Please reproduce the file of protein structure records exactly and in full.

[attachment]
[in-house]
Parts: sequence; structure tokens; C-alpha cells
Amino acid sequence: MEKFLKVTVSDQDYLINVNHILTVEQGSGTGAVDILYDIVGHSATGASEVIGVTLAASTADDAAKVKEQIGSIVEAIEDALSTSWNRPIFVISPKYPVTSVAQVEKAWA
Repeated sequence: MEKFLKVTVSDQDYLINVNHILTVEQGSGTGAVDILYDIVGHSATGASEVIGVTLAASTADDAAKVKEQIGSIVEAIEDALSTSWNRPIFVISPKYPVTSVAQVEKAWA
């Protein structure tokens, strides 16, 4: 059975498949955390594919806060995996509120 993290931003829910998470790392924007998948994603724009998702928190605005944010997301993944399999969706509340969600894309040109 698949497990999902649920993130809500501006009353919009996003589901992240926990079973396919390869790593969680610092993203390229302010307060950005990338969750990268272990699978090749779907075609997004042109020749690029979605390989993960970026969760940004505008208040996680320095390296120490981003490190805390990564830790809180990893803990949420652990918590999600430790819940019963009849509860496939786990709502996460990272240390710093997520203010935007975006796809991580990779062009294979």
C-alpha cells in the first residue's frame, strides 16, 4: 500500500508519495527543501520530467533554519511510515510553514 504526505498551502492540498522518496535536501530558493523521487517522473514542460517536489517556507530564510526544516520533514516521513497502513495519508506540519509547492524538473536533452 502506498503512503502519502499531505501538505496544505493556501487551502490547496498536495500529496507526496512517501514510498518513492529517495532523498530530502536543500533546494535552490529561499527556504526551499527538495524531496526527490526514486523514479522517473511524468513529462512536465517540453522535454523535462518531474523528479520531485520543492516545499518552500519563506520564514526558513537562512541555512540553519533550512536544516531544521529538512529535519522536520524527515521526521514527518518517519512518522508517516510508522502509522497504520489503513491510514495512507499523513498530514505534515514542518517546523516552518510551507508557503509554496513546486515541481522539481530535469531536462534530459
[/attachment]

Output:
[in-house]
Parts: sequence; structure tokens; C-alpha cells
Amino acid sequence: MEKFLKVTVSDQDYLINVNHILTVEQGSGTGAVDILYDIVGHSATGASEVIGVTLAASTADDAAKVKEQIGSIVEAIEDALSTSWNRPIFVISPKYPVTSVAQVEKAWA
Repeated sequence: MEKFLKVTVSDQDYLINVNHILTVEQGSGTGAVDILYDIVGHSATGASEVIGVTLAASTADDAAKVKEQIGSIVEAIEDALSTSWNRPIFVISPKYPVTSVAQVEKAWA
């Protein structure tokens, strides 16, 4: 059975498949955390594919806060995996509120 993290931003829910998470790392924007998948994603724009998702928190605005944010997301993944399999969706509340969600894309040109 698949497990999902649920993130809500501006009353919009996003589901992240926990079973396919390869790593969680610092993203390229302010307060950005990338969750990268272990699978090749779907075609997004042109020749690029979605390989993960970026969760940004505008208040996680320095390296120490981003490190805390990564830790809180990893803990949420652990918590999600430790819940019963009849509860496939786990709502996460990272240390710093997520203010935007975006796809991580990779062009294979």
C-alpha cells in the first residue's frame, strides 16, 4: 500500500508519495527543501520530467533554519511510515510553514 504526505498551502492540498522518496535536501530558493523521487517522473514542460517536489517556507530564510526544516520533514516521513497502513495519508506540519509547492524538473536533452 502506498503512503502519502499531505501538505496544505493556501487551502490547496498536495500529496507526496512517501514510498518513492529517495532523498530530502536543500533546494535552490529561499527556504526551499527538495524531496526527490526514486523514479522517473511524468513529462512536465517540453522535454523535462518531474523528479520531485520543492516545499518552500519563506520564514526558513537562512541555512540553519533550512536544516531544521529538512529535519522536520524527515521526521514527518518517519512518522508517516510508522502509522497504520489503513491510514495512507499523513498530514505534515514542518517546523516552518510551507508557503509554496513546486515541481522539481530535469531536462534530459